Accompanying this monopoly of interest around GenAI and the large language models (LLM) that power it, is a strong shift towards prompt engineering—the art of writing instructions in plain language that instruct models to produce a desired outcome. Unlike previous AI technology which required expertise in data science, extracting value from LLMs requires writing skills and procedural thinking. This shift may have profound effects in the labor market to the point where fine writers may have a better chance to get the job than the code geeks that made up the traditional data science team.
Considering this shift towards “language as code” it was not surprising to see vendors offering tools aimed at prompt engineering, such as the ability to track multiple prompt versions, evaluate prompts, and monitor their performance.
Hardware also showed up
LLM craze reached the silicon layer. LLM acceleration chip integrators were present on the event floor with offerings promising performance improvements beyond what is possible with traditional graphical processing units (GPUs) and tensor processing units (TPUs). Will we be seeing more chipmakers trying to chip away (pun) at Nvidia’s dominance?
Buyers beware of the marketing fluff
The first this, the most robust that, the complete solution… extra, extra! Some companies on the expo floor are legitimate longtime innovators. These companies have been in the industry since before the GenAI revolution and have been deepening their expertise through years of R&D. Many other companies however, rushed to reprint their booths and marketing collateral in an attempt to communicate the perception that they have been at the forefront—and even perhaps the very pioneers—of the GenAI revolution. Slogans such as “the leaders in reducing LLM hallucination” seem a hallucination themselves—how can you become the leader in a space that is a few months old and crowded with vendors working hard to be a part of?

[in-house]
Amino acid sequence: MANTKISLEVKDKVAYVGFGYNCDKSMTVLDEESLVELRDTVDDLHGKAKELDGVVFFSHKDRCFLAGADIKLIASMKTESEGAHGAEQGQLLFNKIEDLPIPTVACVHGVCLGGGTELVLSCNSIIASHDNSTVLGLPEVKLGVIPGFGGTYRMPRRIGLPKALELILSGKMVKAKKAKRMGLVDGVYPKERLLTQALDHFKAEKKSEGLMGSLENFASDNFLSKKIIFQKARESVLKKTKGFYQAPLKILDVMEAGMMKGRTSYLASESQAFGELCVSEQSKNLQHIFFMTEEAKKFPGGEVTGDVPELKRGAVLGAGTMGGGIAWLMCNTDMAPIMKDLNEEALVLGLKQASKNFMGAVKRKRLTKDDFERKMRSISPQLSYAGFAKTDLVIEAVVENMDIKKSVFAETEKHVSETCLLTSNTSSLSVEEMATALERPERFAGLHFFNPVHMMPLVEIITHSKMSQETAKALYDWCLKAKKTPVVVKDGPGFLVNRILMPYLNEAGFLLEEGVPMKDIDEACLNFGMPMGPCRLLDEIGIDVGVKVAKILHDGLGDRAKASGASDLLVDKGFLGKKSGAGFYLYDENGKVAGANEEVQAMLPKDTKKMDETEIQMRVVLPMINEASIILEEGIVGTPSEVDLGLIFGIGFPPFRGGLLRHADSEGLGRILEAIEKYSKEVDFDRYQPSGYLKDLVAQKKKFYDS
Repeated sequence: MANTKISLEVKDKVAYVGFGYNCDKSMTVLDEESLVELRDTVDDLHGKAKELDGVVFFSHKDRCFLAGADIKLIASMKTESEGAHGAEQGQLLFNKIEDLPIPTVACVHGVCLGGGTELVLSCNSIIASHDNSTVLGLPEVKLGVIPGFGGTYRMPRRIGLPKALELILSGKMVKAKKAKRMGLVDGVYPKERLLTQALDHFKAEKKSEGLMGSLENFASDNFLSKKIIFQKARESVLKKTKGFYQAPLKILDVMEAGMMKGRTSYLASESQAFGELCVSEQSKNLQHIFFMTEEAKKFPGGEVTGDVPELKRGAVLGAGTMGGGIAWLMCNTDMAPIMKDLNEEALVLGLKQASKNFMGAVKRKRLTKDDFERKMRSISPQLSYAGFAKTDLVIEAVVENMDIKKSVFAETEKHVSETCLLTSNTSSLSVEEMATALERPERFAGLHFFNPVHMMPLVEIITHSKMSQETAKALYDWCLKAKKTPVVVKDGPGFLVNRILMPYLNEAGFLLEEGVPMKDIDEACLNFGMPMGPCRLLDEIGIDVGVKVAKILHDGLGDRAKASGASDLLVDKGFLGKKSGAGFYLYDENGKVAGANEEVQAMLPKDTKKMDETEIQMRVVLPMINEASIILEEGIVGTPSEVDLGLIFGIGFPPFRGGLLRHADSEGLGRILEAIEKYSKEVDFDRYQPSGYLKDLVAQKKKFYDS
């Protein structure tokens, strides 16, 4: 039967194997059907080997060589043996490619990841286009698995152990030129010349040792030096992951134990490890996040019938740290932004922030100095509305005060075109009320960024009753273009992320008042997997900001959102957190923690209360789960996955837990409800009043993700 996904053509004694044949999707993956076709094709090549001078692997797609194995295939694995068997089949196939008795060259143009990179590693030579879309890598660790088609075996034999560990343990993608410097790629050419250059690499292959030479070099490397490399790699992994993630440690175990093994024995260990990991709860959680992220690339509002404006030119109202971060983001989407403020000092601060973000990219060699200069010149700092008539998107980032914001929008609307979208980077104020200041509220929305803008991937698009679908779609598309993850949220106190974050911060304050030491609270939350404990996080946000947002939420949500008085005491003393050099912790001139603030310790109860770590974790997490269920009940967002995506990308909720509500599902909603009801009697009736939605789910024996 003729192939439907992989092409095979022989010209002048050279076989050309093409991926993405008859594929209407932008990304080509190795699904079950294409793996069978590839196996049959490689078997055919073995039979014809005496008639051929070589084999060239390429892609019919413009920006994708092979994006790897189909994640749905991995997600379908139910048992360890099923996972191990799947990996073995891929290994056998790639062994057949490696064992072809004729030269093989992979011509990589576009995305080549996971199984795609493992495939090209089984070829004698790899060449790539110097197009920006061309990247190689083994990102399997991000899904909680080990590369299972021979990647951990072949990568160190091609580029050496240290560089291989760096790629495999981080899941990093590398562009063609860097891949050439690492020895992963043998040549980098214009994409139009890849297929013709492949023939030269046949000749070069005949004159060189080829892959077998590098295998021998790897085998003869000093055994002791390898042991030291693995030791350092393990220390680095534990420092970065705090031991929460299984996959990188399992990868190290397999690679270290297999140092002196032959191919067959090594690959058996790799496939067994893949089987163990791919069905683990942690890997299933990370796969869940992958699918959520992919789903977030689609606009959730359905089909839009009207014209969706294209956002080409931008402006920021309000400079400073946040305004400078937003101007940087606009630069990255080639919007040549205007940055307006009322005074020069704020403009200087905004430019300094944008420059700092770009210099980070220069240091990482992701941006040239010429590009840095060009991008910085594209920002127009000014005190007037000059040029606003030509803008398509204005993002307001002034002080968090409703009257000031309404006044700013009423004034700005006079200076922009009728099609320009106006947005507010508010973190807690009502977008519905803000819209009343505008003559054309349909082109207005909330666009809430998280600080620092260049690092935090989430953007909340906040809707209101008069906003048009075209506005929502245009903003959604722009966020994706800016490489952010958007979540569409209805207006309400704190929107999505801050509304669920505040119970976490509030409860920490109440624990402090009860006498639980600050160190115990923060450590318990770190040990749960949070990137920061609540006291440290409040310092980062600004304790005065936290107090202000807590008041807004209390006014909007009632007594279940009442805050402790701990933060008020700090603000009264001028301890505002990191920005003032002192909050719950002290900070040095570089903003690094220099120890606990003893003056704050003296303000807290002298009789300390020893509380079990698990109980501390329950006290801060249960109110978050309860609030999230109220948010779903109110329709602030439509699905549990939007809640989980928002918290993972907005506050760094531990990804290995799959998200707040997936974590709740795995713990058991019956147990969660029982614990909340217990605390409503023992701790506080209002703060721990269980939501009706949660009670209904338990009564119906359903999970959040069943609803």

Buyers will be better off engaging with companies with a proven track record. It is all too easy to make the wrong turn and botch a POC. In an industry where snake oil salesmen abound, buyers will need to exercise skepticism before signing on the dotted line. Oh, and please, do not print collateral that can’t be recycled.
As you navigate the rapidly evolving landscape of AI, consider how these trends might influence your own priorities.
GenAI is forcing organizations to take another look at the type of value AI can create. This value is being measured with POVs and milestones, not feasibility. GenAI’s hunger for massive amounts of data pushed data governance to the top of the agenda, and it is making organizations think creatively on how to keep pace with innovation while being responsible and complying with mounting regulation.
GenAI is also crystalizing the mantra that more isn’t necessarily better. In a world of information overload, we need less generation, more understanding, and more precision. Organizations are still working to understand when to use and when to avoid GenAI, and it seems as though a shift towards accuracy is bound to take hold as the dust settles.
GenAI may be changing the skillsets that populate AI teams, prioritizing the hiring of writers over hardcore data scientists. This change is also giving way to a host of new tools for these “prompt engineers” to manage the instructions they give LLMs.
The speed with which AI technology evolved in 2023 hasn’t been seen since the internet became mainstream 25 years ago. This is putting in evidence some of the hollowness of the marketing claims made by companies trying to gain dominance in the emerging space. Organizations ought to be wary of bold assurances and ask how these companies are tackling the solving of problems they claim to have solved—this simple verification may help sort the real pros from those with lavish marketing budgets.
As we witness this unprecedented pace of AI evolution, one wonders what ground-breaking innovations the next AI Summit will reveal, shaping the future of technology and society.
Marcelo Bursztein is the Founder and CEO of NovaceneAI. Marcelo spent the last 20 years leading engineering and creative teams through countless implementations of web applications for clients of all sizes.